The company also released that GBT601 “is a next-generation sickle hemoglobin (HbS) polymerization inhibitor,” GBT601 is still in phase 1 trials as of 2022.
And new developments could be here soon.
On June 8, 2023, Vertex Pharmaceuticals Incorporated and CRISPR Therapeutics announced the FDA has accepted their application for a new gene editing treatment for severe SCD.
Vertex is an American biopharmaceutical company dedicated to the discovery of new bio-based treatments.
CRISPR Therapeutics is a Swiss-American company that focuses on gene-editing treatments.
Their new treatment, exa-cel, is being developed as a potential treatment for SCD and transfusion-dependent beta thalassemia (TDT), a disease where individuals require lifelong regular red blood cell transfusions to survive.
According to CRISPR Therapeutics, “A patient’s own hematopoietic stem cells are edited to produce high levels of fetal hemoglobin (HbF; hemoglobin F) in red blood cells. HbF is the form of the oxygen-carrying hemoglobin that is naturally present during fetal development, which then switches to the adult form of hemoglobin after birth. The elevation of HbF by exa-cel has the potential to reduce or eliminate painful and debilitating VOCs for patients with SCD and alleviate transfusion requirements for patients with TDT.”
The FDA has given priority status to the application for SCD. The application for TDT will undergo a standard review process. The FDA has set target dates for making decisions on these applications: December 8, 2023, for SCD and March 30, 2024.
Reshma Kewalramani, M.D., Chief Executive Officer and President of Vertex, stated: “We are very pleased with the acceptance of the submissions and the Priority Review designation for SCD by the FDA, as well as the progress of the exa-cel filings in the EU and U.K.. Exa-cel holds the promise to be the first CRISPR gene-editing therapy to be approved, and we continue to work with urgency to bring this treatment with transformative potential to patients who are waiting.”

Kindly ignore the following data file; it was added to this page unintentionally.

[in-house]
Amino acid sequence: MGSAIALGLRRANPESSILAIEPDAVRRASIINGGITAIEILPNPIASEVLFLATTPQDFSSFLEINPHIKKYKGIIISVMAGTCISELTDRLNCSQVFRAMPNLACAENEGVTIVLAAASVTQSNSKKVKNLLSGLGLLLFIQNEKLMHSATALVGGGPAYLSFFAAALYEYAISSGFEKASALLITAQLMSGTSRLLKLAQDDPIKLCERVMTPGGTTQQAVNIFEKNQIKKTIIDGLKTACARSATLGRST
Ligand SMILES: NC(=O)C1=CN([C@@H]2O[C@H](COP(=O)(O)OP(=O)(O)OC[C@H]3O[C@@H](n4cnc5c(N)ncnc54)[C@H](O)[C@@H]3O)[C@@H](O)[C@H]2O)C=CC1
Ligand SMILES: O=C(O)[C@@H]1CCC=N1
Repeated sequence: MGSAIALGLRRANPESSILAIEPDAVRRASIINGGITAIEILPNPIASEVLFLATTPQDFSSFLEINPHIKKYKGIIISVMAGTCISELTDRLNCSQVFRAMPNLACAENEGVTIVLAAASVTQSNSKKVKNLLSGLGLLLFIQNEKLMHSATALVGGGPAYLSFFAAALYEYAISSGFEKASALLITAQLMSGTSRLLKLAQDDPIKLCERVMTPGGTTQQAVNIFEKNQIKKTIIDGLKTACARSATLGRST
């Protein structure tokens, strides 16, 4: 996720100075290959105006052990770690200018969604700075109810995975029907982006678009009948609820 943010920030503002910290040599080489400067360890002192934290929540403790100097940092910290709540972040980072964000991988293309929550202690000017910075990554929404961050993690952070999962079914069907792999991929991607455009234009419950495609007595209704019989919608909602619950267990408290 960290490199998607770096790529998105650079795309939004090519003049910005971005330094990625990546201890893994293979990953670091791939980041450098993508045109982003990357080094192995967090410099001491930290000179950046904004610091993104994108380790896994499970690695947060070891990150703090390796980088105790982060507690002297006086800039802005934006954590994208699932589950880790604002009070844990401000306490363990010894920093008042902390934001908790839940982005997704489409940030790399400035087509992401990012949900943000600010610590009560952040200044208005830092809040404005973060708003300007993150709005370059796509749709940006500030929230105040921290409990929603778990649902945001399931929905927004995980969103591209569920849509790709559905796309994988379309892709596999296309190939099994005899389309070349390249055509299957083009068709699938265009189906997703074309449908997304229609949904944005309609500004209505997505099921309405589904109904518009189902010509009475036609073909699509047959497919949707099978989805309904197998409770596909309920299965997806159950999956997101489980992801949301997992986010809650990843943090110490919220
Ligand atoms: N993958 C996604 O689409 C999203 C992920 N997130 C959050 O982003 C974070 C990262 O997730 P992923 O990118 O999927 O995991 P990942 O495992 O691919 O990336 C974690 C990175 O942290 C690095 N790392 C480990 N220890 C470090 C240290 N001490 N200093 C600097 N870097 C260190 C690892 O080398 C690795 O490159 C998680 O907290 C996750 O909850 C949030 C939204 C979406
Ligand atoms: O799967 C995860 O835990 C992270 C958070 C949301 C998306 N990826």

SCD ‘epitomizes inequity’
Dr. Ted Love, the newly elected Biotechnology Innovation Organization (BIO) Board Chair, was President and CEO of Global Blood Therapeutics (GBT), a company dedicated to the discovery of new cures for SCD and other blood diseases.
In a past conversation between Dr. Love and BIO, he stated: “Sickle cell disease epitomizes healthcare inequity. It’s a genetic disease. It resides primarily in African Americans because the disease was primarily in areas where malaria was endemic. And of course, there’s no malaria in the U.S. The way the gene got into the U.S. is through slave importation from areas where malaria was endemic. We’ve had gene pool mixing, so there are white people with sickle cell disease—but it’s still largely in the Black community.”
There has long been a disparity in the “lack of investment in research funding,” he continued. For example, in 2011, cystic fibrosis received about 440 times as much national foundation research funding per patient, and federal and private funding disparities have continued.
To learn more about sickle cell disease, listen to the sickle cell episode of the I am BIO Podcast, which featured GBT’s Dr. Ted Love and Mapillar Dahn, Founder of the My Three Sicklers Sickle Cell Foundation, who has three daughters born with the disease.